Caribbean must ensure democracy is allowed to prevail
- new Guyana Foreign Minister
May 22, 2001
NEW Guyana Foreign Minister, Mr Rudy Insanally yesterday stressed that the Caribbean must ensure that democracy be allowed to prevail in the region, noting that development will be difficult if not impossible in the absence of peace and stability.
He made the point in his first official assignment shortly after he was sworn into office by acting President Sam Hinds and assumed the chairmanship of the fourth meeting of the Council for Foreign and Community Relations (COFCOR) of the Caribbean.
At the opening at Le Meridien Pegasus Hotel in Georgetown, Insanally cautioned that Caribbean Community (CARICOM) states will be continuously challenged to find a unified approach to the questions which must be addressed and to ensure that they are suitably represented in all important fora.
On the political environment, he said development will be difficult if not impossible to achieve in the absence of peace and stability.
He noted that CARICOM has fortunately been spared the severe trauma of conflict which has been inflicted on so many other parts of the world.
It would, however, "be foolish for us to think we are immune from contagion" since failure to take preventive measures can readily lead to infection, he added.
As a consequence, he said, the region must be careful to ensure that democracy, dialogue, tolerance and the rule of law are allowed to prevail in the societies, all of which are the prerequisites for peace, stability and development.
Simultaneously, the region must be alert to external threats to its security, he warned, pointing out that some countries are enmeshed in serious controversies which impinge on territorial integrity and impede economic and social progress.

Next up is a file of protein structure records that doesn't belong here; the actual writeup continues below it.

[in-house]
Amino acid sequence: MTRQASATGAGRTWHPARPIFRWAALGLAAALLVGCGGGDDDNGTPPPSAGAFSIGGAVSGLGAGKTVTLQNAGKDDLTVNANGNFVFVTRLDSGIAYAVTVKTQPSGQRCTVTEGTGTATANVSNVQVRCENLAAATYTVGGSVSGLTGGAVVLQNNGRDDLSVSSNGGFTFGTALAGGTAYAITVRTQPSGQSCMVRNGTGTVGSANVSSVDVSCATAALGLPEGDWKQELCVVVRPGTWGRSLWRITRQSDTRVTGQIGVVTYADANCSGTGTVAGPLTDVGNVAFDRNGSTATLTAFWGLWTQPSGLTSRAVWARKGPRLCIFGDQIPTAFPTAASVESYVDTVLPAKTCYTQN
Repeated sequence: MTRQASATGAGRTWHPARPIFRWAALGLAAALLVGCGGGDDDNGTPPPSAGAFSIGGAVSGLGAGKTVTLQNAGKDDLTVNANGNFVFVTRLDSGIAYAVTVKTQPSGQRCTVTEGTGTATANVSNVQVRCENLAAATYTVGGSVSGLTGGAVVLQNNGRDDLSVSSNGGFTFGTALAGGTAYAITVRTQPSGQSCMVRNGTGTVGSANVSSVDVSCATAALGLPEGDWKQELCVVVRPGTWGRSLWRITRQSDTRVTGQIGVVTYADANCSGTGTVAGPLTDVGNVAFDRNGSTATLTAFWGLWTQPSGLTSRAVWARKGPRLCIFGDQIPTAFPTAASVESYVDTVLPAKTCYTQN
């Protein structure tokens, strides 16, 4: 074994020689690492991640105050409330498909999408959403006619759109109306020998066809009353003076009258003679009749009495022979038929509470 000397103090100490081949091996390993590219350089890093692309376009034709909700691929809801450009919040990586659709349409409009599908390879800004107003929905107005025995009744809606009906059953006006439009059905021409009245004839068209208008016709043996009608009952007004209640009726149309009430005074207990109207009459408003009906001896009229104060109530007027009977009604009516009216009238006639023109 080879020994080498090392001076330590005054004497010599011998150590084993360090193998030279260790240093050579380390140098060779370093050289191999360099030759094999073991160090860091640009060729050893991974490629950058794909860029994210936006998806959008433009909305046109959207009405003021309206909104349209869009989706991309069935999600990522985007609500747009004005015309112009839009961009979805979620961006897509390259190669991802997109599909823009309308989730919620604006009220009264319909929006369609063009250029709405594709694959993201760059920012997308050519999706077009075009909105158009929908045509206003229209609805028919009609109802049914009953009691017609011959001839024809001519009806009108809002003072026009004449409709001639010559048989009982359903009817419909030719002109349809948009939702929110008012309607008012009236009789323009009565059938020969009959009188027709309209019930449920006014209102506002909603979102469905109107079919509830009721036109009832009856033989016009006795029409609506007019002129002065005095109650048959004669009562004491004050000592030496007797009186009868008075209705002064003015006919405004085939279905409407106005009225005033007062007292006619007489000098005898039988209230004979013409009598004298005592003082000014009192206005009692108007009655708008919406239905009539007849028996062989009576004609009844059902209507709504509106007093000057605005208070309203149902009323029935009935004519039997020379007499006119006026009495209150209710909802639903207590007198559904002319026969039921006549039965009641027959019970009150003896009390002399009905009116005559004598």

"All are exposed to more subtle forms of political and economic coercion from dominant states.
"It is therefore imperative that we remain vigilant against these threats and be ready to defend ourselves with the unity and solidarity that are our principal armour against aggression."
The challenges to the common welfare are so overwhelming that as small and vulnerable states, "we cannot hope to overcome them with our limited means", he noted.
Accordingly, the region must develop the necessary imagination and flexibility, to adapt to the new environment to ensure its self-preservation, Insanally said.
"It is perhaps not without significance, I believe, that one of the Caribbean's most popular folk heroes is Brer Anancy, the small but wily spider who was able to compensate for his size by using his brain.
"For though small ourselves, we too can survive and succeed through strategic thinking," he said reminding the gathering that the Caribbean's common history and experiences have "taught us that intellect is not the preserve of the large and powerful."
Small states too can sway the world with the power of their ideas, he said, citing as an example the tiny nation of Malta that first advanced the concept of the Law of Sea which though belittled when it was first advanced, today governs a significant area of international relations.
It should therefore not be too difficult for CARICOM, which has produced two Nobel Laureates and exercised a role in international affairs that is out of all proportion to its size, to fulfill its development aspirations, the new minister said.
But he noted that success will only come to if "our cooperation is animated by a spirit of confidence and trust...it must be based on collective rather than narrow nationalistic aspirations."
Referring to the current situation facing the region's cricket, he said the greatest challenge to the community at this stage of its history, was the development of a sense of unity and solidarity to allow it to create the "critical mass" that is now urgently needed to ensure its survival in a rapidly globalising world.
"We must reach out to involve the private sector and civil society as a whole which must be seen not only as beneficiaries of Government's development policies, but also as partners in their formulation and implementation, in a bid to cope with our ever-widening agenda", he added. (WENDELLA DAVIDSON)